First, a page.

The Swedish concept of „flygskam“ embodies a truly 21st century phenomenon – that icky feeling that you get when you take a flight because you know how bad it is for the environment to fly.
We all know that flying emits huge amounts of CO2. And covering the same distance by bus or train is always far more expensive. In fact, sometimes even getting to the airport by train can cost you twice as much as the flight itself. So why is air travel really so cheap?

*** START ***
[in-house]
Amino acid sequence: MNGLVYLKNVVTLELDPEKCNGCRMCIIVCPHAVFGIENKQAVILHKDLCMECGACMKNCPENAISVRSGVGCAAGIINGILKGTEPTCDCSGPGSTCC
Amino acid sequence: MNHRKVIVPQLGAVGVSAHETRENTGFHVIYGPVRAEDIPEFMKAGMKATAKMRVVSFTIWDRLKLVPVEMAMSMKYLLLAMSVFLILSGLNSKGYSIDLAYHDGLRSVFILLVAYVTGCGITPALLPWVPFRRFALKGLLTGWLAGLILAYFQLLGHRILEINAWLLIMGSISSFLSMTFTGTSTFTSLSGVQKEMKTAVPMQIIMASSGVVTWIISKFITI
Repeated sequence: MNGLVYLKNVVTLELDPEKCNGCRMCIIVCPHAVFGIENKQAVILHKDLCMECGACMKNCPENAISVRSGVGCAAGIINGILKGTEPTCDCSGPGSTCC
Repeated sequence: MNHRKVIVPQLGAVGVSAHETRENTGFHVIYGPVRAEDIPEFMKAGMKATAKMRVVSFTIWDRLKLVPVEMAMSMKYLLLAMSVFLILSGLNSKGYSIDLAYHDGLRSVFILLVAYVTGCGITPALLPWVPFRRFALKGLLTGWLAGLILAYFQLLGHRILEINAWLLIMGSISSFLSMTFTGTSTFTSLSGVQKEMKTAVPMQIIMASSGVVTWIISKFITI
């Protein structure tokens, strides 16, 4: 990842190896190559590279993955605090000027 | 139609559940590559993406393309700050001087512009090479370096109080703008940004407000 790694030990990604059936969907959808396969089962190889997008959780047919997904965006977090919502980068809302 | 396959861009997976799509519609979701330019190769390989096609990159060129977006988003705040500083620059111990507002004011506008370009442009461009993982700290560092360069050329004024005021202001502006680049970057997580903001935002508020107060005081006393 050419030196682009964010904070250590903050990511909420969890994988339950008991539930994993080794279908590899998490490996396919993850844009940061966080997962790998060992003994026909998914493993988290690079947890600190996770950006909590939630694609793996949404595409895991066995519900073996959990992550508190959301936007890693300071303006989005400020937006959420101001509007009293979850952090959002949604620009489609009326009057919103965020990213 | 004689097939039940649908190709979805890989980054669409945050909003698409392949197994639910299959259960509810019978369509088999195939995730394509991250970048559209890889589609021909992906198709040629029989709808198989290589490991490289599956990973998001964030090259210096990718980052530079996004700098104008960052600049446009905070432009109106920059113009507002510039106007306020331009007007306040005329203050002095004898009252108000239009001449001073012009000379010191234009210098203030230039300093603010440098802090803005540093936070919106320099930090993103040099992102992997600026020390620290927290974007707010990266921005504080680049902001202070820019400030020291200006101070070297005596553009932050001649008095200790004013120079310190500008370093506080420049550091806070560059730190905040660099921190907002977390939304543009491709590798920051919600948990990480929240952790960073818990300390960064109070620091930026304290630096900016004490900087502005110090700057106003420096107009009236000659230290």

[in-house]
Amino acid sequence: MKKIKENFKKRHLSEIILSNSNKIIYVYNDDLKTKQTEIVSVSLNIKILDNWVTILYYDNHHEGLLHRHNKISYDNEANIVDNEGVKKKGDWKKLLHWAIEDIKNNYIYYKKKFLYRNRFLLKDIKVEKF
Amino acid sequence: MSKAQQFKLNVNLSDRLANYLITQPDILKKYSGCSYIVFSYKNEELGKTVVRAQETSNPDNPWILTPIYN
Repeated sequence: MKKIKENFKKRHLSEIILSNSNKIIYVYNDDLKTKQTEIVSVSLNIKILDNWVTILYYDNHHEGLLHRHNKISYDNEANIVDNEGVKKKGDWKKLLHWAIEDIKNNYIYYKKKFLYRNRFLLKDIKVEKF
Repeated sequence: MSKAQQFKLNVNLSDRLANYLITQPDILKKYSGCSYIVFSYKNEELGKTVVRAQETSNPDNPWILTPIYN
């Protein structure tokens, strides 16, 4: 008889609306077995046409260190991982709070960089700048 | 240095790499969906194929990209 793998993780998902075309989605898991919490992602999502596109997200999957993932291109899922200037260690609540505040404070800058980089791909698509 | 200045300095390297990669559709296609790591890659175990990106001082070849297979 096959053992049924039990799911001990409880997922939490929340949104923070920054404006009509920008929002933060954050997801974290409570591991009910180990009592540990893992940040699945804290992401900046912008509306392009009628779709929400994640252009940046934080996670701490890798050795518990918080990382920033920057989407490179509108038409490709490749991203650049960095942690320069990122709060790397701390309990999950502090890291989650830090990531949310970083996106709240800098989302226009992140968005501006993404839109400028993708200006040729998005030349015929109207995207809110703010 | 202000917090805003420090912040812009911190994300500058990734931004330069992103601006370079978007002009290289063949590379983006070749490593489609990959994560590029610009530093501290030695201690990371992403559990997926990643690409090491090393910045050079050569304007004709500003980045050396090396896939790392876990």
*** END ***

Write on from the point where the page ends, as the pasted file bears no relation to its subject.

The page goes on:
- Airlines still don’t pay any tax on kerosene.
- Within the EU, plane tickets are free from VAT (unlike train tickets, where VAT is at a hefty 19%)
- Airlines receive state support – Airbus and Boeing, for example, have been able to benefit from EU and US state aid for years, while many airlines are simply government owned.
- Flight operators benefit from subsidies when building and operating airports – subsidies provided by local authorities‘ tax revenue.